Although it was organized last minute, I thought some of you would like to know that I will be co-moderating a discussion on the ongoing controversy surrounding Confederate iconography at the annual meeting of the American Association for State and Local History in Louisville, Kentucky next month. The other moderator for this discussion will be Bob Beatty, who is the chief operating officer for the AASLH. A few years ago I took part in an AASLH roundtable discussion on the Civil War sesquicentennial and had a wonderful time. [click to continue…]
I am in the process of finalizing my syllabus for the research seminar that I will be teaching his fall at the American Antiquarian Society. You can read the course description here. I finalized the reading list, which will include the following titles:
The seminar is designed to give students the opportunity to research a topic using the rich collections of the AAS. [click to continue…]
Thought I would end the work week with a little crowd-sourcing related to my Silas Chandler biography. Right now I am analyzing the journey from Virginia to northeast Mississippi that was made by Gilderoy “Roy” Chandler and Louisa Garner, along with fourteen slaves in 1839. One of those slaves was Silas. I am relying a great deal on secondary sources such as Joan Cashin’s A Family Venture: Men and Women on the Southern Frontier and Charles Sydnor’s helpful, but dated book, Slavery in Mississippi to fill in some of the unknowns. [click to continue…]
This week the Stonewall Brigade of the Sons of Confederate Veterans learned that they will not be allowed to use the Lee Chapel on the campus of Washington & Lee University for their annual celebration of Lee-Jackson Day. A spokesman for the school made it very clear as to why:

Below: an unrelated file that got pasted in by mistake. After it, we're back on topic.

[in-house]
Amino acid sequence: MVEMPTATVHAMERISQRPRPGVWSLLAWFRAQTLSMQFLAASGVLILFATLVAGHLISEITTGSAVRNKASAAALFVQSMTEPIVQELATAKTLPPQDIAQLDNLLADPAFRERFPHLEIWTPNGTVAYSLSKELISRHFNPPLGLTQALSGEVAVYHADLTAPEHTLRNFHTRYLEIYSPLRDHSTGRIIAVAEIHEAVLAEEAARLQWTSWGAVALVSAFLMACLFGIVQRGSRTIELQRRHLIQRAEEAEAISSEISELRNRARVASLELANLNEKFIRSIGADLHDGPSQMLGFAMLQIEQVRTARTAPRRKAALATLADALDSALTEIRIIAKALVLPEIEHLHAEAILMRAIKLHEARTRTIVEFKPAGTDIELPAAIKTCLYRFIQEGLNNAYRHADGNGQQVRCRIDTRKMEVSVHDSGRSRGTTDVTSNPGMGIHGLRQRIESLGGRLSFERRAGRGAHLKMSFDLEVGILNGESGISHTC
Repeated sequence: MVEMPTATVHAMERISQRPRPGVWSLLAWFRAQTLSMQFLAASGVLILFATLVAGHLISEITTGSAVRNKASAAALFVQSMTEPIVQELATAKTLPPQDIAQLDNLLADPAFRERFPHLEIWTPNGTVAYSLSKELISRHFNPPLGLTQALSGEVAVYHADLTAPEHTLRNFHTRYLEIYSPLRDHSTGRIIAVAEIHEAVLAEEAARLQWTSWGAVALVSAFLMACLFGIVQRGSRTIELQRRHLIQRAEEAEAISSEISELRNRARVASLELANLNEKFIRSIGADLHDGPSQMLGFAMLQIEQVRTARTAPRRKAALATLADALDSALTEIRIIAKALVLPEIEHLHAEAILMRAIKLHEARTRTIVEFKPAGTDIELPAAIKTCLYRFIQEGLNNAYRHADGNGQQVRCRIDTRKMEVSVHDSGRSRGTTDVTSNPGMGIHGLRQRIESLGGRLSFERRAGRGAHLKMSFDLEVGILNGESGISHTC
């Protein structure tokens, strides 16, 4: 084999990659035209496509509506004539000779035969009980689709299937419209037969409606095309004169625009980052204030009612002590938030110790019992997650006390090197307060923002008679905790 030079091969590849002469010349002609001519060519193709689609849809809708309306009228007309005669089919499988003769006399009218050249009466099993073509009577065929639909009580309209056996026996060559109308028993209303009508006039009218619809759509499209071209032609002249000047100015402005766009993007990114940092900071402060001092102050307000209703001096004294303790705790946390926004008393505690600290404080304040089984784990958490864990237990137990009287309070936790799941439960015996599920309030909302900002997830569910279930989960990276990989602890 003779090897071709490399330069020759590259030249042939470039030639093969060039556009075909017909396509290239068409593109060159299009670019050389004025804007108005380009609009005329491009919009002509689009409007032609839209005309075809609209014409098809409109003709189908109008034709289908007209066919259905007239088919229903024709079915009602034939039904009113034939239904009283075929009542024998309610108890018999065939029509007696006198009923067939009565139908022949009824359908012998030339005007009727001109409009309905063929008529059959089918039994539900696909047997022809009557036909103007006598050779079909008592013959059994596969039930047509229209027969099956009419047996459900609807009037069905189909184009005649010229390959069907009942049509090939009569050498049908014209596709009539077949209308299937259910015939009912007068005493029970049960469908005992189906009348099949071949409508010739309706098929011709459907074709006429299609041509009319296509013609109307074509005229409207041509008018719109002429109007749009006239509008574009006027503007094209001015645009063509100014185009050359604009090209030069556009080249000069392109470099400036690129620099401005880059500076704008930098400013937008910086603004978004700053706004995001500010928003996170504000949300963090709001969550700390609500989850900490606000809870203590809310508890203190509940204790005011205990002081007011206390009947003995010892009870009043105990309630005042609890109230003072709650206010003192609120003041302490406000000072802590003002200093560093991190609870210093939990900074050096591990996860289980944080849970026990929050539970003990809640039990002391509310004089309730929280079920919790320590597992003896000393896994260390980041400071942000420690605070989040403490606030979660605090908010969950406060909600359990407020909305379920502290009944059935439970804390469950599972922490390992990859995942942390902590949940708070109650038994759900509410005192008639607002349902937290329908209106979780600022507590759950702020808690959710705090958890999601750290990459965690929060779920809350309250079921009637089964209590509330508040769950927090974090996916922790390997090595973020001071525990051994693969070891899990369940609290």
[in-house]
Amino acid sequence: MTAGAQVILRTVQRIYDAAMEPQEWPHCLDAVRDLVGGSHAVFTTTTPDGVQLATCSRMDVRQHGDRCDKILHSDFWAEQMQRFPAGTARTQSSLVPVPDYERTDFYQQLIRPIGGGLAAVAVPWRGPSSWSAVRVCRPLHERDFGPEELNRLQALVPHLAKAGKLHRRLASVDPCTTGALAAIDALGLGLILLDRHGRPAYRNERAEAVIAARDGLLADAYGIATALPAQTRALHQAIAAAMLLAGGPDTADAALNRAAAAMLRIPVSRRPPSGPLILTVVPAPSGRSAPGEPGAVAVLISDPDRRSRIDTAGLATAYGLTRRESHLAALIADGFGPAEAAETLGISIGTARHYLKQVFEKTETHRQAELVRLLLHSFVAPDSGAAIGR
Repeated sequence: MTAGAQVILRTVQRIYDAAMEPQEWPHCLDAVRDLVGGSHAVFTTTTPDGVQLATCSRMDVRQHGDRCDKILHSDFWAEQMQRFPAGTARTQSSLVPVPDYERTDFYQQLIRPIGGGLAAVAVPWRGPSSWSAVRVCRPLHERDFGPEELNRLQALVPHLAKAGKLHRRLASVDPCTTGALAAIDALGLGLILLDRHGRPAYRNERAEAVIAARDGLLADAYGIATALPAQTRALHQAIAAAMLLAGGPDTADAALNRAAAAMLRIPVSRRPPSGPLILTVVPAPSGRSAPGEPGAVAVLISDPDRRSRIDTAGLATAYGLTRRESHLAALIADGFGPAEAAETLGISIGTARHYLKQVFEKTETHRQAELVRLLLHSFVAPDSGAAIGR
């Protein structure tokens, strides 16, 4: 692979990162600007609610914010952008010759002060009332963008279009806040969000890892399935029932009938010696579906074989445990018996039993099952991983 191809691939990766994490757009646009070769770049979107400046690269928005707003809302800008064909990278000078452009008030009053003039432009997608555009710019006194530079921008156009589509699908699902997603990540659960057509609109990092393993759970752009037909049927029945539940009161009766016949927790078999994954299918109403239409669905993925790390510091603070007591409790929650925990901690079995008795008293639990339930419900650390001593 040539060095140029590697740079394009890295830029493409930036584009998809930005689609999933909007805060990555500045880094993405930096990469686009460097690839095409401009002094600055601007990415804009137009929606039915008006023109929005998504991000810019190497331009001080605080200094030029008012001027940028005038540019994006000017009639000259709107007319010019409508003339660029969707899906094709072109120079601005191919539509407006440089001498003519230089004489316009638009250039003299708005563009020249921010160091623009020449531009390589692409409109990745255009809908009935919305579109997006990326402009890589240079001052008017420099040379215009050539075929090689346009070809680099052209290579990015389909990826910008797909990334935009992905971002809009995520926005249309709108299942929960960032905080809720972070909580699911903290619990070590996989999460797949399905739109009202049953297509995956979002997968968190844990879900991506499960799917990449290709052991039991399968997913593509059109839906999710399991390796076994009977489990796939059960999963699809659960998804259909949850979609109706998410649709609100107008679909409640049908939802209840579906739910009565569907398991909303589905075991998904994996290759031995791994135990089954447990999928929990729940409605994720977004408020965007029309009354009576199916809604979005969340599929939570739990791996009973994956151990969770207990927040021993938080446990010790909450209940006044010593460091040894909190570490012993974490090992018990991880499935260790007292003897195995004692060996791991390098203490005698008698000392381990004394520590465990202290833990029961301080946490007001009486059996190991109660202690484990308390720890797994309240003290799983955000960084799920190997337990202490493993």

Hosting the program is no longer an appropriate use of Lee Chapel, W&L spokesmen Brian Eckert said, in light of the “distortion, misstatements and inflammatory language” the school has endured from members of the organization upset with its decision last year to remove Confederate flags from part of the chapel.
“The persistent name-calling, vilification and uncivil attacks in messages to the university, letters to the editors of local newspapers and social media postings have persuaded us that our original intent to make the chapel available would not be appropriate,” Eckert said. “We simply are not going to allow our own facilities to be used as a place from which those attacks can be made.”
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This video comes to us from a t-shirt company that caters to customers with a social conscience. You can explore what the company has to offer by clicking through the video if interested. I will leave it to you to decide whether the profanity is appropriate, but the message itself is crystal clear.
On a more serious note, a couple of weeks ago Rob Baker emailed me about the appropriateness of displaying the Confederate flag in the classroom. It was an interesting discussion in the comments section and it led Rob to think carefully about how he is going to utilize it this year. You can read his post here.
[Uploaded to Vimeo on August 12, 2015]
The Southern Poverty Law Center has put together a map illustrating where the largest and most frequent Confederate flag rallies have taken place over the summer. According to the article, the largest rallies have taken place in Ocala, Florida, North Carolina and in
Charleston Columbia, South Carolina in July. Most of these rallies are relatively small. In fact, if you really think about it an overall number of 23,000 is pretty insignificant.
Many of these rallies took place in reaction to the removal of a flag or threat thereof, but except in a select few examples they have been completely ineffective in convincing communities to keep their Confederate flags flying. It is certainly easy to exaggerate the significance of these rallies since it only takes a few pick-up trucks or loud motorcycles to attract the attention of local media. [click to continue…]